4. I am not well read on any panpsychism work, however, I would say that Ockham might advise us to not multiply entities beyond necessity. We needn’t spend time trying to disproving every idea, only the ones which have reasonable evidence of being operative.

    Is there good reason to even interrogate panpsychism?

  5. Yes, we don’t understand it, but that doesn’t mean that we must go tinkering with [it].

    Or as I learned to say to myself “Ohh look at all the bits you managed to save!”, when considering taking something apart to try to work out how it works. And, in particular, the implicit “put it back together” stage.

  6. I have a feeling that in one or two decades, panpsychists will still be out there. The lack of evidence and progress is not discouraging to pushers of any pseudoscience.

    1. A move from the “god of the (vanishing) cracks” to the “supernatural of the virtual cracks”?

  7. “In our conventional understanding, consciousness exerts an important influence on behavior: I can have a conscious experience and talk about it.
    (Admittedly, highly trained philosophers are reported to be able to imagine removing consciousness from a being without affecting its behavior in any way.)” – Sean Carroll

    I’m not an epiphenomenalist myself, but epiphenomenalists do have two plausible replies to this:
    1. They will reply that experiences themselves don’t have to influence or cause anything in order to be reportable by their subjects, because cognitive access to an experience needn’t be caused by it. An experience’s cognitive accessibility (with reportability being a kind of cognitive accessibility) doesn’t require its non-epiphenomenality.
    2. They will also reply that epiphenomenalism doesn’t imply that “removing consciousness from a being” wouldn’t “affect[.] its behavior in any way.” For if a physical brain event P1 causes both another physical brain event P2 and an epiphenomenal mental brain event M, then if M hadn’t occurred, P1 wouldn’t have occurred and its physical effect P2 wouldn’t have occurred either; so the absence of M would make a difference to the (behavior-causing) physical processes in the brain. Epiphenomenalism is perfectly consistent with a counterfactual dependence of certain physical brain events on epiphenomenal mental brain events.

    1. Your point 2 is right, but point 1 seems to fly in the face of the definition of “epiphenomenal”. Anything that causes speech, or a particular content of that speech, is non-epiphenomenal.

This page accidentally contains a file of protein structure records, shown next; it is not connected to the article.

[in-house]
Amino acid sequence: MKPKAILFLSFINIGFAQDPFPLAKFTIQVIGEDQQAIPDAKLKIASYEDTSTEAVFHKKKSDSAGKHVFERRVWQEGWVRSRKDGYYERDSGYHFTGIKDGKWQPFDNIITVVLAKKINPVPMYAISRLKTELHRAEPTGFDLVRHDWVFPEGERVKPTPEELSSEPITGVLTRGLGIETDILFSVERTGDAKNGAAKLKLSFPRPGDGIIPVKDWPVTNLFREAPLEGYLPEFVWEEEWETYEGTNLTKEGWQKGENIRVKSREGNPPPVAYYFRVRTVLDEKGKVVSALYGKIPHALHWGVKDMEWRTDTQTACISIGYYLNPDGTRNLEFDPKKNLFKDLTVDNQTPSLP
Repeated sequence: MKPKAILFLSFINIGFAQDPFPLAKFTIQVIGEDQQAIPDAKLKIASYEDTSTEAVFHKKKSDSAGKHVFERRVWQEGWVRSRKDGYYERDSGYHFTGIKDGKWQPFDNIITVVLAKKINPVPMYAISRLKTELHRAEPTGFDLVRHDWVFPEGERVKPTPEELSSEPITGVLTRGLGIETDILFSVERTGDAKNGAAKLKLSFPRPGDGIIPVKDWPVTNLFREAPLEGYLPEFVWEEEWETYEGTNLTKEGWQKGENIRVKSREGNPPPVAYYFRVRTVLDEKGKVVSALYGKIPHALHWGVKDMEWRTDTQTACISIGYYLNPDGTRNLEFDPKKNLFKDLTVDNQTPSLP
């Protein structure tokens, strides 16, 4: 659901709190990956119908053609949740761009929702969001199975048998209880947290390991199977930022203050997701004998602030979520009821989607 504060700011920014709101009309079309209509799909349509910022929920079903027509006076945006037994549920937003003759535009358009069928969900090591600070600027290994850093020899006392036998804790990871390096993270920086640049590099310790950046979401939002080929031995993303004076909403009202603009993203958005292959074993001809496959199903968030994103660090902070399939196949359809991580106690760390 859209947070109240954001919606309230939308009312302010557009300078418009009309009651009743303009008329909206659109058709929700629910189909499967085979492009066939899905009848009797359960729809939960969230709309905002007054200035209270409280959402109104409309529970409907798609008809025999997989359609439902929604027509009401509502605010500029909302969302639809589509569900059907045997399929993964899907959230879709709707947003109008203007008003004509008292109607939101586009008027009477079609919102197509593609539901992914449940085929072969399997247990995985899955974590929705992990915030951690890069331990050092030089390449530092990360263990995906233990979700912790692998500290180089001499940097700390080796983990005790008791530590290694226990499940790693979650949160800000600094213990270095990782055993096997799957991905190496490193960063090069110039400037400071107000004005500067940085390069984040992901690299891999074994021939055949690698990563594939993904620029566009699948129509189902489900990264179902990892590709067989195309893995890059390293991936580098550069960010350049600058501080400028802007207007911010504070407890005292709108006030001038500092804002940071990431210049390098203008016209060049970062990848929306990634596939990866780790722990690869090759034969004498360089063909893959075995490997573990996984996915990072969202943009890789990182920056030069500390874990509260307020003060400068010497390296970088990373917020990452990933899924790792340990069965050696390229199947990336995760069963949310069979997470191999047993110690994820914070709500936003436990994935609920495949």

1. Yes, of course, but the very point made by epiphenomenalists is that verbal reports of experiences needn’t be and aren’t caused by them but by something else. Epiphenomenal experiences are reportable by virtue of certain nonepiphenomenal cognitive processes that enable subjects to access their experiences (cognitively/introspectively/reflectively).

    2. “Passive mentalism opens the door to contemplating the possibility of philosophical zombies: creatures that have exactly the same physical behavior as ordinary human beings, but lack any inner conscious experiences (…).” – Sean Carroll

      First of all, passive mentalism = (psychological) epiphenomenalism.

      As I already explained in my previous post, if there is a counterfactual dependence (* of certain physical brain events on epiphenomenal mental brain events, then a conscious agent cannot be turned into a physically (and thus behaviorally) identical zombie agent, because removing the epiphenomenal mind means changing the body.

      (* To say that event E1 is counterfactually dependent on event E2 is to say that if E2 hadn’t occurred, E1 wouldn’t have occurred either. Note that there are philosophers who regard counterfactual dependence as sufficient for causation; but epiphenomenalists certainly don’t, since according to them mental events are never causes of anything.)

    3. While point 2 is certainly valid, point 1 is not that easy to grasp, at least not intuitively.

      At any rate, it seems to me that a bigger hurdle for epiphenomenalists to overcome is that we’re conscious only of things that are useful for us to be conscious of—useful in that consciousness of such things gives us the possibility to act in a deliberate way in response to them (a way that on average should be better than a more automatic or reflexive response, i.e. better than a very simple algorithm). And things where deliberate action would serve no purpose, e.g. the dilation and constriction of the pupils or blood circulation, we’re unconscious of. This would be an astonishing coincidence if consciousness didn’t affect behavior. I wonder how epiphenomenalists account for it.

      It’s clear to me that consciousness has been carefully and precisely “designed” by natural selection for very specific and distinct purposes, pretty much like any bodily organ. From this understanding it follows that it can’t be a mere epiphenomenon without causal power.

      1. Like Jennifer Aniston in The Break Up, panpsychists should ask their (mental) estheticians for “the full Yul Brynner.”